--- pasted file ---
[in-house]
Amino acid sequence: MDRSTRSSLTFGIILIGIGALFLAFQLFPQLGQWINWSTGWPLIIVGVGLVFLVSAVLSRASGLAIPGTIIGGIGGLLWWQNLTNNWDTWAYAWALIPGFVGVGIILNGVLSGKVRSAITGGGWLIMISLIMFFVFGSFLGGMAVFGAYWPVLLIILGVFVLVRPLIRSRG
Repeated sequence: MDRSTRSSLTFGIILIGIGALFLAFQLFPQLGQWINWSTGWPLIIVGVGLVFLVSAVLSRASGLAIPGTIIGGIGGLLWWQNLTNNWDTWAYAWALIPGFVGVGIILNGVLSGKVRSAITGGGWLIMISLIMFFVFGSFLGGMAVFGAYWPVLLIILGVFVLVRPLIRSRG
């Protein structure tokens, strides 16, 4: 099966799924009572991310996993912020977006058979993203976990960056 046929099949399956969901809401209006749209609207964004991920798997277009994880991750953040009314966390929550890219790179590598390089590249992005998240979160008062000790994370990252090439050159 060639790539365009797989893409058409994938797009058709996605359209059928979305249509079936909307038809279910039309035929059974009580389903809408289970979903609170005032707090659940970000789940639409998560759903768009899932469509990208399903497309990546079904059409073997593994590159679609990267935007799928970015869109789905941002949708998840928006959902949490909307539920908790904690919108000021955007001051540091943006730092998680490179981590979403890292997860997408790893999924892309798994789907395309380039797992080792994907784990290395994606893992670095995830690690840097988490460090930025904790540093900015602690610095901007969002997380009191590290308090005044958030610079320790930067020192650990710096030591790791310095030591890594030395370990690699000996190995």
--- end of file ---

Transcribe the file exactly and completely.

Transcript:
[in-house]
Amino acid sequence: MDRSTRSSLTFGIILIGIGALFLAFQLFPQLGQWINWSTGWPLIIVGVGLVFLVSAVLSRASGLAIPGTIIGGIGGLLWWQNLTNNWDTWAYAWALIPGFVGVGIILNGVLSGKVRSAITGGGWLIMISLIMFFVFGSFLGGMAVFGAYWPVLLIILGVFVLVRPLIRSRG
Repeated sequence: MDRSTRSSLTFGIILIGIGALFLAFQLFPQLGQWINWSTGWPLIIVGVGLVFLVSAVLSRASGLAIPGTIIGGIGGLLWWQNLTNNWDTWAYAWALIPGFVGVGIILNGVLSGKVRSAITGGGWLIMISLIMFFVFGSFLGGMAVFGAYWPVLLIILGVFVLVRPLIRSRG
């Protein structure tokens, strides 16, 4: 099966799924009572991310996993912020977006058979993203976990960056 046929099949399956969901809401209006749209609207964004991920798997277009994880991750953040009314966390929550890219790179590598390089590249992005998240979160008062000790994370990252090439050159 060639790539365009797989893409058409994938797009058709996605359209059928979305249509079936909307038809279910039309035929059974009580389903809408289970979903609170005032707090659940970000789940639409998560759903768009899932469509990208399903497309990546079904059409073997593994590159679609990267935007799928970015869109789905941002949708998840928006959902949490909307539920908790904690919108000021955007001051540091943006730092998680490179981590979403890292997860997408790893999924892309798994789907395309380039797992080792994907784990290395994606893992670095995830690690840097988490460090930025904790540093900015602690610095901007969002997380009191590290308090005044958030610079320790930067020192650990710096030591790791310095030591890594030395370990690699000996190995």